All the safeguards found in sections 185 and 186 seem to disappear as “urgency” trumps “privacy” in s. 184.4.  Not so according to Justices Moldaver and Karakatsanis. In their view, certain aspects of the section pass “constitutional muster” as it provides an appropriately flexible authorization approach in dire or emergency circumstances. However, this appropriate response can only be found by stepping back once again from the section and looking to s.188.  This section contemplates a “stop-gap” authorization, which is issued in urgent situations where an interception is required before there is an opportunity to apply for an authorization under s.185. This “follow-up” authorization must be sought for the s.184.4 situation as soon as is practicable to minimize the time in which a non-authorized interception is at play, thereby maintaining the rigours of the interception exception.

But wait, did the SCC not find s.184.4 invalid and contrary to the Charter? Yes, but in a very limited way, which protects the integrity of the section and signals to the legal community that crime fighting is back on the Agenda with the Charter’s full approval. The constitutional concern with the section is not the lack of judicial approval for an interception, as that judicial-less state would last only for a short time, but it is the lack of notice, which comes after the interception is used, to the intended targets that causes constitutional concern. No notice to those involved means a lack of oversight of the use of police powers. No notice means a lack of disclosure, which in turn means no ability to take the matter before a Judge to determine the appropriateness of the extreme police actions. It is this failure, which the Harper Government has twelve months to rectify. This is an easy fix with the SCC giving explicit instructions on how to comply.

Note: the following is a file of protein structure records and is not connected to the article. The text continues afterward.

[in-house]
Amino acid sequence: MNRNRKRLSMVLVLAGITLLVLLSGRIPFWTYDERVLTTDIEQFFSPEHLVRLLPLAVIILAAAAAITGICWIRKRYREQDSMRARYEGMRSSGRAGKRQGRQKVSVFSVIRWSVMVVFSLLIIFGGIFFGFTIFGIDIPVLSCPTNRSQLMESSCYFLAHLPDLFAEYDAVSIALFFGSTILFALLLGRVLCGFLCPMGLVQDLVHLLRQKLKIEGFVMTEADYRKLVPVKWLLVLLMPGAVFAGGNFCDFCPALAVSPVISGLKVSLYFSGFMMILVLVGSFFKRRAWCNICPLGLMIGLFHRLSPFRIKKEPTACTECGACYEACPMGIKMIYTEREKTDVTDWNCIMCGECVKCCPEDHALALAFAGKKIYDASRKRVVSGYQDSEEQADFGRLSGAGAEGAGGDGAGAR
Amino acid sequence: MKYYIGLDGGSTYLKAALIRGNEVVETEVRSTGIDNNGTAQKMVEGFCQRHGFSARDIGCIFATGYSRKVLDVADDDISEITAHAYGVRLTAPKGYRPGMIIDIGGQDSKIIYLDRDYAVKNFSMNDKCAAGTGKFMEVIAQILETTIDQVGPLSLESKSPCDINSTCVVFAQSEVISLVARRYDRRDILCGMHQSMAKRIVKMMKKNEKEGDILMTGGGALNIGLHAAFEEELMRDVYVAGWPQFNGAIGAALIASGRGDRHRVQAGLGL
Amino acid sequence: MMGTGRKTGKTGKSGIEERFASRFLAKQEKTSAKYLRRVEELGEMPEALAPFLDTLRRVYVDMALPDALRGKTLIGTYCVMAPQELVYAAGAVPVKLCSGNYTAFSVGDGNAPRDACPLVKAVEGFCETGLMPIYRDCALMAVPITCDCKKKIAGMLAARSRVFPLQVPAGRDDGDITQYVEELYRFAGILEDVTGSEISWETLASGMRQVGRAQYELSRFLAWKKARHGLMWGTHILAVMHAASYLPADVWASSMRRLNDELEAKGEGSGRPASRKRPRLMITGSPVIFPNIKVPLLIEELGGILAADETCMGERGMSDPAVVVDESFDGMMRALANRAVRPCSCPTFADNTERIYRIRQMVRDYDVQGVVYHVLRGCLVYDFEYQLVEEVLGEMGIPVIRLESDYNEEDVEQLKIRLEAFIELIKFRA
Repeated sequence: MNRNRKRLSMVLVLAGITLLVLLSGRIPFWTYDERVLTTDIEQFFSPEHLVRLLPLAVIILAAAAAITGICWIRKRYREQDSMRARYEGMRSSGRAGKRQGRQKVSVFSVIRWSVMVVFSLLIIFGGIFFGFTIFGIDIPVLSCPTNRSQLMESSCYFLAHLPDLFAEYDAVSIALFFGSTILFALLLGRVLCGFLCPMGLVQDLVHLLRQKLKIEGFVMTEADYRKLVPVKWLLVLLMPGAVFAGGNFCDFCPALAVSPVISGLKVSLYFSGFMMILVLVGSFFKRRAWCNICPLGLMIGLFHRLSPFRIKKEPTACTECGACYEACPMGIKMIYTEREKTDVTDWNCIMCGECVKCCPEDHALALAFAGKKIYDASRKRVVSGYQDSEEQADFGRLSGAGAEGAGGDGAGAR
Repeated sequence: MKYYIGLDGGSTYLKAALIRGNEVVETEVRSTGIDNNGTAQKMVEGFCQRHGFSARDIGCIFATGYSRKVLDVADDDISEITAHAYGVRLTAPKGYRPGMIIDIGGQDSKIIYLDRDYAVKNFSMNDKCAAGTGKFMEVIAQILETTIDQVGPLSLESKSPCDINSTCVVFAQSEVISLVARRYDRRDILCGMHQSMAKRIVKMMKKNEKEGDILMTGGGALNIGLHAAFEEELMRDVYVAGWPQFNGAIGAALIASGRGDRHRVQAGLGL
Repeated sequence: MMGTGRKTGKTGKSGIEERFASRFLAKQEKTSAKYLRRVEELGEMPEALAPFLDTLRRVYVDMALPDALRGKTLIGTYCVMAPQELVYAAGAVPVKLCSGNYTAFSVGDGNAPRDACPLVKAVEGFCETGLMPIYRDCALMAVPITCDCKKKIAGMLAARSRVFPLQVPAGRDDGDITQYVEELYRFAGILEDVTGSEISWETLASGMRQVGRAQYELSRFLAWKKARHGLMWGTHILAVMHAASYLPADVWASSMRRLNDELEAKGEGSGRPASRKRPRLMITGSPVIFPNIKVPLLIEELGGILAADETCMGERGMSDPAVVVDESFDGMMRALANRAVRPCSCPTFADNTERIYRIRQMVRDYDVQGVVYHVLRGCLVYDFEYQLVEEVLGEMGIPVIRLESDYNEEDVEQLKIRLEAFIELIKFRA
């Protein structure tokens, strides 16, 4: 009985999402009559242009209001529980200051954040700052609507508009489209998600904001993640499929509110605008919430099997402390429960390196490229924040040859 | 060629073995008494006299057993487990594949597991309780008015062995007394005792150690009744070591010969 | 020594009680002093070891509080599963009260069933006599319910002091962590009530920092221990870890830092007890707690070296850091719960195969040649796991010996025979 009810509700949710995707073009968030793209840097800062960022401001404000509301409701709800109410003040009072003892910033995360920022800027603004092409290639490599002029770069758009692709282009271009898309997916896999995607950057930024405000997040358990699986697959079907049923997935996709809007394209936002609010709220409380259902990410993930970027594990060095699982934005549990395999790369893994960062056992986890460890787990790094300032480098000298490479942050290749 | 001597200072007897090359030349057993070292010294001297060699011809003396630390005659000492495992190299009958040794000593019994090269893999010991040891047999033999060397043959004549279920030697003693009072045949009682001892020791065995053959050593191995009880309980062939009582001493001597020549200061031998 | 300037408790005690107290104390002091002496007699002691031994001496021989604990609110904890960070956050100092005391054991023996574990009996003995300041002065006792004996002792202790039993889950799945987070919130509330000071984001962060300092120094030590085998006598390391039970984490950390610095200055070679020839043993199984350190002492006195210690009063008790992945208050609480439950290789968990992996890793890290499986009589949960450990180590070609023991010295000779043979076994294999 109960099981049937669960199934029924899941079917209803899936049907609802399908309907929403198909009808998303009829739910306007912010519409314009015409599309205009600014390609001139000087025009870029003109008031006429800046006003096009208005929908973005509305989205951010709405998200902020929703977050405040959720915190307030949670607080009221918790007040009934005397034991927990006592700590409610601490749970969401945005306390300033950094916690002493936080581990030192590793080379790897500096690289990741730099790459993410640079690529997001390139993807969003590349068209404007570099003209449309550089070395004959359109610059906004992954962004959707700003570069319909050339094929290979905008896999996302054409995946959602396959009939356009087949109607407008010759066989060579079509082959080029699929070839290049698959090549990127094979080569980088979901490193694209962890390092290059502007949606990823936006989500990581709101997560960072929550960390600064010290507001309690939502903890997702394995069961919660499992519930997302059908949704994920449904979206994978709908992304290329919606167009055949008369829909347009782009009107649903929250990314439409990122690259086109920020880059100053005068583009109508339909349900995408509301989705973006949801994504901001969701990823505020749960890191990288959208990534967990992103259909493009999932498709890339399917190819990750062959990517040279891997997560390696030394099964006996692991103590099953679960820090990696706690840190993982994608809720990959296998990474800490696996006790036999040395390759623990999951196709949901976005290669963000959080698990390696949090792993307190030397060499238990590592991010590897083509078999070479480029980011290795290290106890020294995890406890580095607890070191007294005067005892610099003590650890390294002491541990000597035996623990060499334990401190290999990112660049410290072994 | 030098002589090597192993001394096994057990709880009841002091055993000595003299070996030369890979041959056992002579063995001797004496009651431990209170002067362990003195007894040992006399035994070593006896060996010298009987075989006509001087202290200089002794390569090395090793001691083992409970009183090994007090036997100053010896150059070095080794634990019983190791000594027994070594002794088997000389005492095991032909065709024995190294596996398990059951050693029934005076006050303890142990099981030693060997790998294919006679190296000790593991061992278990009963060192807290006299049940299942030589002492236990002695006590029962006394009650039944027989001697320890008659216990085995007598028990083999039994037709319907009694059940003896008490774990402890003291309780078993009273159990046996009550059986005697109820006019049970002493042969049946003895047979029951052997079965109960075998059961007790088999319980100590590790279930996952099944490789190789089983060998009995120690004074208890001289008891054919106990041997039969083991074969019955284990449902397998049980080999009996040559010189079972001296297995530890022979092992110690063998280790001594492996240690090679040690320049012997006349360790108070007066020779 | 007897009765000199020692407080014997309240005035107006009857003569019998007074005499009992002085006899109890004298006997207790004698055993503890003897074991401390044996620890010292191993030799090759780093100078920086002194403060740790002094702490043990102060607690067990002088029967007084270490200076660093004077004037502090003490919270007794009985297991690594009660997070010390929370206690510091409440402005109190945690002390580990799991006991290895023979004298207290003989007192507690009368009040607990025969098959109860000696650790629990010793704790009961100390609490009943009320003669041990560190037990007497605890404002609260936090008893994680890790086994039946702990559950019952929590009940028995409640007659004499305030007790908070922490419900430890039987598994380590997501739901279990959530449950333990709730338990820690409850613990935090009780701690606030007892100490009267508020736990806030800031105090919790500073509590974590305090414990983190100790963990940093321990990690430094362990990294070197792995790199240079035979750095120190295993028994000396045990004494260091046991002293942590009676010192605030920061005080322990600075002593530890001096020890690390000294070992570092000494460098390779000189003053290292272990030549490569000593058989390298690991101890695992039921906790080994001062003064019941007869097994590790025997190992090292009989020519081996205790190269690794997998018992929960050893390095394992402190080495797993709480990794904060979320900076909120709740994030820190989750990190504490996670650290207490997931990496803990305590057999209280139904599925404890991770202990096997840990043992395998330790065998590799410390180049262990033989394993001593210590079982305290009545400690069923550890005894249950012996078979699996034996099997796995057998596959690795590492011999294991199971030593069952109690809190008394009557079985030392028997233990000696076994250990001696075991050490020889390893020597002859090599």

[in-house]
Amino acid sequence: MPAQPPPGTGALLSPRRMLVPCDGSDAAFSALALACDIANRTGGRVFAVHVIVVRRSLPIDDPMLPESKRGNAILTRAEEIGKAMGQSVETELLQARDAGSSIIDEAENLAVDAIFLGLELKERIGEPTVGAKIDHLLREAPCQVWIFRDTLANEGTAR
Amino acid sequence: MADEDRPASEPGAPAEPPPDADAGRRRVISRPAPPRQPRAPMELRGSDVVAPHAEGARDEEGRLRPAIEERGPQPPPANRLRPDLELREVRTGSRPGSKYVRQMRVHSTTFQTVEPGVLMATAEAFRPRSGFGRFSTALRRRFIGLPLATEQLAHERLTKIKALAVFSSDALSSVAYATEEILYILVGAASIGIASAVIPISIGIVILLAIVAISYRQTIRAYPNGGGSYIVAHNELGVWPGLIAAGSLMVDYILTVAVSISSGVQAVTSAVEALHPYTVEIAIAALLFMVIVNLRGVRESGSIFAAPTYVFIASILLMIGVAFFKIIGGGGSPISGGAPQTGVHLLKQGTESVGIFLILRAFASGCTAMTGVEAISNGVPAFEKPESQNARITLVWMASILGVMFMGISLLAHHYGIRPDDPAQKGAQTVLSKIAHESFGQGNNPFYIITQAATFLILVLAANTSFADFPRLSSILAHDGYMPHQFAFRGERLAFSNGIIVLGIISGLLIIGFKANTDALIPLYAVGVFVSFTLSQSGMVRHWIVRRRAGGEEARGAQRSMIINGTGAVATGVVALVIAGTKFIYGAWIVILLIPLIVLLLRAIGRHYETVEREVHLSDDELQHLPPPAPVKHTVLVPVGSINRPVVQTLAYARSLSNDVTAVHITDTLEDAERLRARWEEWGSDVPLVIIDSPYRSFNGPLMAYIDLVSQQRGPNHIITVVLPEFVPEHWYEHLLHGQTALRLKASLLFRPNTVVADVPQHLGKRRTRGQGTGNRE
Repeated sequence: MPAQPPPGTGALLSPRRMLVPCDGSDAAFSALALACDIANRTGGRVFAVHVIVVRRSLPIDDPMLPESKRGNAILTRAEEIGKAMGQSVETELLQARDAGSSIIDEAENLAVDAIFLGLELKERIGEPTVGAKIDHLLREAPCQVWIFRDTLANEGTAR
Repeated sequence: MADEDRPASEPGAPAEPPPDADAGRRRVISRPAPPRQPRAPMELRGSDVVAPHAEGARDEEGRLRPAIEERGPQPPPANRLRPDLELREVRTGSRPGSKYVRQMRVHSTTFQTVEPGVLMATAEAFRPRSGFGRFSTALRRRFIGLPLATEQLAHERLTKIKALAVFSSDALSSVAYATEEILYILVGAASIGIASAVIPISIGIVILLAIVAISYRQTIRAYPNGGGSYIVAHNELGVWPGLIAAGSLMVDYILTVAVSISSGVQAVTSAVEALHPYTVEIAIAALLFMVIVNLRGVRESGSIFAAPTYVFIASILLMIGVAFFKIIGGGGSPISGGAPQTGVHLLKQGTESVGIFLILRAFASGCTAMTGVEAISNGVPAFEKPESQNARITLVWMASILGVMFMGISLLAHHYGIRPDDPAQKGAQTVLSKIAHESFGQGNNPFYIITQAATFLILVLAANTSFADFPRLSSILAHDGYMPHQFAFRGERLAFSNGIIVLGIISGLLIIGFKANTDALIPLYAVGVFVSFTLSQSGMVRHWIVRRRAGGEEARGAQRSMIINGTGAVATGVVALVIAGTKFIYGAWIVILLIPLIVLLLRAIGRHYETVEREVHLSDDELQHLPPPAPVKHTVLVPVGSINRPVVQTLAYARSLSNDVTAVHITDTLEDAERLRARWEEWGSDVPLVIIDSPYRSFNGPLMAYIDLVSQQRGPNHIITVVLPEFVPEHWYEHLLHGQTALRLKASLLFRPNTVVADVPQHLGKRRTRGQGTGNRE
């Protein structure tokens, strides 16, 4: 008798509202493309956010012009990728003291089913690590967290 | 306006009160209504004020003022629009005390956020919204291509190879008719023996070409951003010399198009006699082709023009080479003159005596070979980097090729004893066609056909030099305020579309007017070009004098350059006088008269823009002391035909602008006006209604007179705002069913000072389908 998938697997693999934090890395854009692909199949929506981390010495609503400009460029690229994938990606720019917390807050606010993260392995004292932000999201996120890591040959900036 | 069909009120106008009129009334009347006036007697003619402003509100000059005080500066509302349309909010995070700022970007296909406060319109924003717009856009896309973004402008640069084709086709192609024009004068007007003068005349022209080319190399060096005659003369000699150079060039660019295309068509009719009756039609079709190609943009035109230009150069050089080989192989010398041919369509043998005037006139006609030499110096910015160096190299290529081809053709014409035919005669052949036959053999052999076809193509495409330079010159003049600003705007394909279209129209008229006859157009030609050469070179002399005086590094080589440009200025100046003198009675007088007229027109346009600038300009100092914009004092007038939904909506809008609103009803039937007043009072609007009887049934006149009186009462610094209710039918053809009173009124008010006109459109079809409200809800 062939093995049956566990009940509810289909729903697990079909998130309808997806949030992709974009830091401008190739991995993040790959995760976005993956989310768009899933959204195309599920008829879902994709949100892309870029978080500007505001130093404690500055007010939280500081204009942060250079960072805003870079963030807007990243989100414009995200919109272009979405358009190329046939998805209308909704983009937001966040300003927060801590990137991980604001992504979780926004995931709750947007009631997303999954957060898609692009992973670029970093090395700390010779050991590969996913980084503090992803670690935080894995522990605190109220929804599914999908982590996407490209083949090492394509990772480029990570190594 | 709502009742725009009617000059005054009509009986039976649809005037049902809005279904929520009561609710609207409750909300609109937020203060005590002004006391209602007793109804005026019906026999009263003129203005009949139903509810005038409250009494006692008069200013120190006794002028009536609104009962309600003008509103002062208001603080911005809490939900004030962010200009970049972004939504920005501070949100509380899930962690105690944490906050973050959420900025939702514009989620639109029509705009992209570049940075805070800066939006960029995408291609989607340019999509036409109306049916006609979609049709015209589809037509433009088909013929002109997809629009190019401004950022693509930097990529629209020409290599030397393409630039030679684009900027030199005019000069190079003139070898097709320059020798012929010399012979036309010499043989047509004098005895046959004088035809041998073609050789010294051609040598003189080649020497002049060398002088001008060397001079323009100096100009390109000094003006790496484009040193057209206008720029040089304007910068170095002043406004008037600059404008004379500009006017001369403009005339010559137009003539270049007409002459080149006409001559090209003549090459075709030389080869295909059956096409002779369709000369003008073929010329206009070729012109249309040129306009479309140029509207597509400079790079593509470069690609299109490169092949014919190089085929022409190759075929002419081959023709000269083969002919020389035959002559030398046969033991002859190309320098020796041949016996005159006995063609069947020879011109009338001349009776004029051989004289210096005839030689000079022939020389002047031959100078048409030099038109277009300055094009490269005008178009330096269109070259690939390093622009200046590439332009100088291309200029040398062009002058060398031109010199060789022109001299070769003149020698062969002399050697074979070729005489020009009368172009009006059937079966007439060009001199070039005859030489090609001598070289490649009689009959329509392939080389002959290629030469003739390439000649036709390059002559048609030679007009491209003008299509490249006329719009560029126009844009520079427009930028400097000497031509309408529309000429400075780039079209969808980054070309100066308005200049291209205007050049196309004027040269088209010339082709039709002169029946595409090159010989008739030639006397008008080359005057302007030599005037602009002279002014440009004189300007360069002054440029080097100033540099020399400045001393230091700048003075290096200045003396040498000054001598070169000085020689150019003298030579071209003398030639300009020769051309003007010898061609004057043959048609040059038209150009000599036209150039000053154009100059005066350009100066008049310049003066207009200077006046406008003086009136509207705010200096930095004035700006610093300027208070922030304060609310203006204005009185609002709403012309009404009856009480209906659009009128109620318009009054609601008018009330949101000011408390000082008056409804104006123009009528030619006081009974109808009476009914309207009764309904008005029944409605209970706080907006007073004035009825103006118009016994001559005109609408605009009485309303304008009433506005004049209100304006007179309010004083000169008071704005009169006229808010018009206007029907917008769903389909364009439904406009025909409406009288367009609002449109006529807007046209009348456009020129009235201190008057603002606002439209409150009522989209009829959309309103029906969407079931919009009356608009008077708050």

This telling decision, written by new appointments, gives us some insight into the future. The Charter has recently celebrated its 30th anniversary without much fanfare. This similarly low-key decision reiterates the now familiar Charter values of privacy and oversight but at the same time reinforces the State’s interest to combat crime. The Tse decision appears to provide an interpretation that presumes constitutionality instead of requiring proof of it. It seems to prefer self-referential statutory interpretation as opposed to the trail-blazing early Charter years when Chief Justice Dickson and Madame Justice Wilson wrote sometimes blistering commentaries on the role of the State in protecting Charter rights. Whether or not this is a trend will be seen in the next SCC Charter decision.